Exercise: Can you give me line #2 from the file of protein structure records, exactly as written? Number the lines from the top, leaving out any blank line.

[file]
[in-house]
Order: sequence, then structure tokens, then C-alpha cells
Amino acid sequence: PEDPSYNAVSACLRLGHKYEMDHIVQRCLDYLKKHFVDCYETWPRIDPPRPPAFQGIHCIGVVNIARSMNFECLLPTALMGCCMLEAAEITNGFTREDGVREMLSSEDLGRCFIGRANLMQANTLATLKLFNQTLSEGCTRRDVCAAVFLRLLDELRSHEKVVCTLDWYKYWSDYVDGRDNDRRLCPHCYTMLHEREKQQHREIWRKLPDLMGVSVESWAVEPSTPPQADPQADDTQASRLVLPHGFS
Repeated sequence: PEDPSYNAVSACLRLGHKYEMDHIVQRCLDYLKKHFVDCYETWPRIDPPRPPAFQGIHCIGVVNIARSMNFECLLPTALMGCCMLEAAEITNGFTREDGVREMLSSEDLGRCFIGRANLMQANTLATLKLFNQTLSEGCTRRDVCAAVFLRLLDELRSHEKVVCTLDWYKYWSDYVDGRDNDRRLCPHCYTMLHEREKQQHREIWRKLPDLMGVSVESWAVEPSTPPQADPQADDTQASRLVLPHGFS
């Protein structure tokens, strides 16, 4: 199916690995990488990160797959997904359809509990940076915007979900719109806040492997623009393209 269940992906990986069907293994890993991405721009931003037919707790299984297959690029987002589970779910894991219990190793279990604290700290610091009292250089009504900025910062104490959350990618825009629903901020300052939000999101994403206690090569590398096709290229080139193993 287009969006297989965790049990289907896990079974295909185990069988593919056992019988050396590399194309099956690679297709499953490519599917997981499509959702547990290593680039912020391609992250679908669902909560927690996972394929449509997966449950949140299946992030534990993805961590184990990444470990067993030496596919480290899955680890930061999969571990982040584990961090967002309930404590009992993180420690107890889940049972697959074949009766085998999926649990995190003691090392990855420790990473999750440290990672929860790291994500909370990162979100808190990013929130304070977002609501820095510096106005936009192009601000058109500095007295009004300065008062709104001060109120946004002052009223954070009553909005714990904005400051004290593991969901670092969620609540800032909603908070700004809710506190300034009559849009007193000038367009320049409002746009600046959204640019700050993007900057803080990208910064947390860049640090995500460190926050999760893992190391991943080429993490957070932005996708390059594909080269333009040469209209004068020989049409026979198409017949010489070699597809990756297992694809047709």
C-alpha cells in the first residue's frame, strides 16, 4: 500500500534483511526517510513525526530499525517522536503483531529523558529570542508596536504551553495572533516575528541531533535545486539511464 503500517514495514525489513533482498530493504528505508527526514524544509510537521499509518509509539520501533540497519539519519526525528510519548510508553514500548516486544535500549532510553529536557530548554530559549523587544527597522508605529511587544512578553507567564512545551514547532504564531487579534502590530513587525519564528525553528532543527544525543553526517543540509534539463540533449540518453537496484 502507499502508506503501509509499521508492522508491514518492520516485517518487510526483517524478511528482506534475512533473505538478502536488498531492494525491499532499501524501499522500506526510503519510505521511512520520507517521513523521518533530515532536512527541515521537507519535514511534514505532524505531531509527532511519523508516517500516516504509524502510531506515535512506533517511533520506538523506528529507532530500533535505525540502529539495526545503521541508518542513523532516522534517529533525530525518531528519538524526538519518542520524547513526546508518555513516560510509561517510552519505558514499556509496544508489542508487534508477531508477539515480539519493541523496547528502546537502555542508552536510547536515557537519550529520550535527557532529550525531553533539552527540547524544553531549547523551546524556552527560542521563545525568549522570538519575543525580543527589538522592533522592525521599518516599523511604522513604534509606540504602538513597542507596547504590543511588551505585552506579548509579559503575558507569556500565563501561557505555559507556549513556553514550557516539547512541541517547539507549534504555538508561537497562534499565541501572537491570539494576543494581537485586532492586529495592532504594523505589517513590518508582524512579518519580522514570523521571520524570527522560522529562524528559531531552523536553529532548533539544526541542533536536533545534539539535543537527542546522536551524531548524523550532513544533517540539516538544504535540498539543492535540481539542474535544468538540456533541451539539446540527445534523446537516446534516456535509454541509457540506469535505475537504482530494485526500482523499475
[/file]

Order: sequence, then structure tokens, then C-alpha cells